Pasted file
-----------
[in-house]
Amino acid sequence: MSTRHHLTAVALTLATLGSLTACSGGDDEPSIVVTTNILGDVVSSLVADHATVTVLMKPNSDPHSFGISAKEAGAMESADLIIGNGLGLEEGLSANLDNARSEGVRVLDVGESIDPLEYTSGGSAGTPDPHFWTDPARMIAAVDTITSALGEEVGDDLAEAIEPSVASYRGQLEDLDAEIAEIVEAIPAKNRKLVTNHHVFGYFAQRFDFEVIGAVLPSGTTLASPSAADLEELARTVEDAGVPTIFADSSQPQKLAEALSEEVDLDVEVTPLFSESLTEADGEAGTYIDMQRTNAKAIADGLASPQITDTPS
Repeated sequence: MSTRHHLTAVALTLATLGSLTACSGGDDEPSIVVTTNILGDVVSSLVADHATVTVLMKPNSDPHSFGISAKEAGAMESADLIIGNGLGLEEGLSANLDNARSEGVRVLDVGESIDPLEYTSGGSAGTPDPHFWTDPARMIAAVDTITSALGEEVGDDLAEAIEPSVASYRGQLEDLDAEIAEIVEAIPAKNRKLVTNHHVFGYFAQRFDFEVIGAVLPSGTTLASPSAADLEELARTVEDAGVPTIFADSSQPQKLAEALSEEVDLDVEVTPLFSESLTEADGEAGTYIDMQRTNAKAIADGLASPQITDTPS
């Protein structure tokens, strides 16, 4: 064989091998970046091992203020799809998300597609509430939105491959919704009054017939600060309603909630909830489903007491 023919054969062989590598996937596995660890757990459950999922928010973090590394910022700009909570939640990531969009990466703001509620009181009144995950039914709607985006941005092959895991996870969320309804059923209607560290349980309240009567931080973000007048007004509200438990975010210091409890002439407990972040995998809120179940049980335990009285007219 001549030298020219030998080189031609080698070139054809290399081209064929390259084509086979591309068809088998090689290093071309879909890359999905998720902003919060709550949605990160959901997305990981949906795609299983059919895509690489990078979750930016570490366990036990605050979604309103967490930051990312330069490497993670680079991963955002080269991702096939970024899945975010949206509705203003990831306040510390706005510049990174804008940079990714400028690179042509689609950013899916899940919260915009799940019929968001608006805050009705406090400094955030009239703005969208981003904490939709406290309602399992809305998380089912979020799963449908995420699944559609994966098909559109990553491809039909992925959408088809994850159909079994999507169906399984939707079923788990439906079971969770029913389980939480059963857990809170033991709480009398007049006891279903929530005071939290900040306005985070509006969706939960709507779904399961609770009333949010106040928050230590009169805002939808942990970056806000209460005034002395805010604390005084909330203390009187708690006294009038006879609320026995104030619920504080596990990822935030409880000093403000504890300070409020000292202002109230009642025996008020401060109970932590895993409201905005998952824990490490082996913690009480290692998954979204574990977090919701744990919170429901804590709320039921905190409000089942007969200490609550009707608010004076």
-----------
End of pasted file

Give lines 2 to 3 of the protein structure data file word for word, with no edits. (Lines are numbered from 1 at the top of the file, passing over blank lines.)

Amino acid sequence: MSTRHHLTAVALTLATLGSLTACSGGDDEPSIVVTTNILGDVVSSLVADHATVTVLMKPNSDPHSFGISAKEAGAMESADLIIGNGLGLEEGLSANLDNARSEGVRVLDVGESIDPLEYTSGGSAGTPDPHFWTDPARMIAAVDTITSALGEEVGDDLAEAIEPSVASYRGQLEDLDAEIAEIVEAIPAKNRKLVTNHHVFGYFAQRFDFEVIGAVLPSGTTLASPSAADLEELARTVEDAGVPTIFADSSQPQKLAEALSEEVDLDVEVTPLFSESLTEADGEAGTYIDMQRTNAKAIADGLASPQITDTPS
Repeated sequence: MSTRHHLTAVALTLATLGSLTACSGGDDEPSIVVTTNILGDVVSSLVADHATVTVLMKPNSDPHSFGISAKEAGAMESADLIIGNGLGLEEGLSANLDNARSEGVRVLDVGESIDPLEYTSGGSAGTPDPHFWTDPARMIAAVDTITSALGEEVGDDLAEAIEPSVASYRGQLEDLDAEIAEIVEAIPAKNRKLVTNHHVFGYFAQRFDFEVIGAVLPSGTTLASPSAADLEELARTVEDAGVPTIFADSSQPQKLAEALSEEVDLDVEVTPLFSESLTEADGEAGTYIDMQRTNAKAIADGLASPQITDTPS